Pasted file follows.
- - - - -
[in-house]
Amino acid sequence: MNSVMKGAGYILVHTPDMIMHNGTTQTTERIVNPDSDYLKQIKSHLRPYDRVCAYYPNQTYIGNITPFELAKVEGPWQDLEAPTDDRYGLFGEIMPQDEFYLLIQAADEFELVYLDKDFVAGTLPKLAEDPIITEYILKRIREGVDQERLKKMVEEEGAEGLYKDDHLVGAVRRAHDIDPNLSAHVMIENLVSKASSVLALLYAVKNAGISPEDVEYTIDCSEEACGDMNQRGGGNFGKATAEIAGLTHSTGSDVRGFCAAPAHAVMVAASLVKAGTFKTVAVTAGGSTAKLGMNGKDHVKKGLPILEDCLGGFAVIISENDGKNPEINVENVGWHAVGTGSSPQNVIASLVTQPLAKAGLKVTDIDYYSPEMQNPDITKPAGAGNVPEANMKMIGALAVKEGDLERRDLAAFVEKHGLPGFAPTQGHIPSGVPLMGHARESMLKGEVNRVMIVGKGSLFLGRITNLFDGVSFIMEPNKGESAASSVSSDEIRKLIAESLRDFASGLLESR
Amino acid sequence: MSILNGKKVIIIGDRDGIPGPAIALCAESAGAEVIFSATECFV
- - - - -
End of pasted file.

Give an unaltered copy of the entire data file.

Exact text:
[in-house]
Amino acid sequence: MNSVMKGAGYILVHTPDMIMHNGTTQTTERIVNPDSDYLKQIKSHLRPYDRVCAYYPNQTYIGNITPFELAKVEGPWQDLEAPTDDRYGLFGEIMPQDEFYLLIQAADEFELVYLDKDFVAGTLPKLAEDPIITEYILKRIREGVDQERLKKMVEEEGAEGLYKDDHLVGAVRRAHDIDPNLSAHVMIENLVSKASSVLALLYAVKNAGISPEDVEYTIDCSEEACGDMNQRGGGNFGKATAEIAGLTHSTGSDVRGFCAAPAHAVMVAASLVKAGTFKTVAVTAGGSTAKLGMNGKDHVKKGLPILEDCLGGFAVIISENDGKNPEINVENVGWHAVGTGSSPQNVIASLVTQPLAKAGLKVTDIDYYSPEMQNPDITKPAGAGNVPEANMKMIGALAVKEGDLERRDLAAFVEKHGLPGFAPTQGHIPSGVPLMGHARESMLKGEVNRVMIVGKGSLFLGRITNLFDGVSFIMEPNKGESAASSVSSDEIRKLIAESLRDFASGLLESR
Amino acid sequence: MSILNGKKVIIIGDRDGIPGPAIALCAESAGAEVIFSATECFV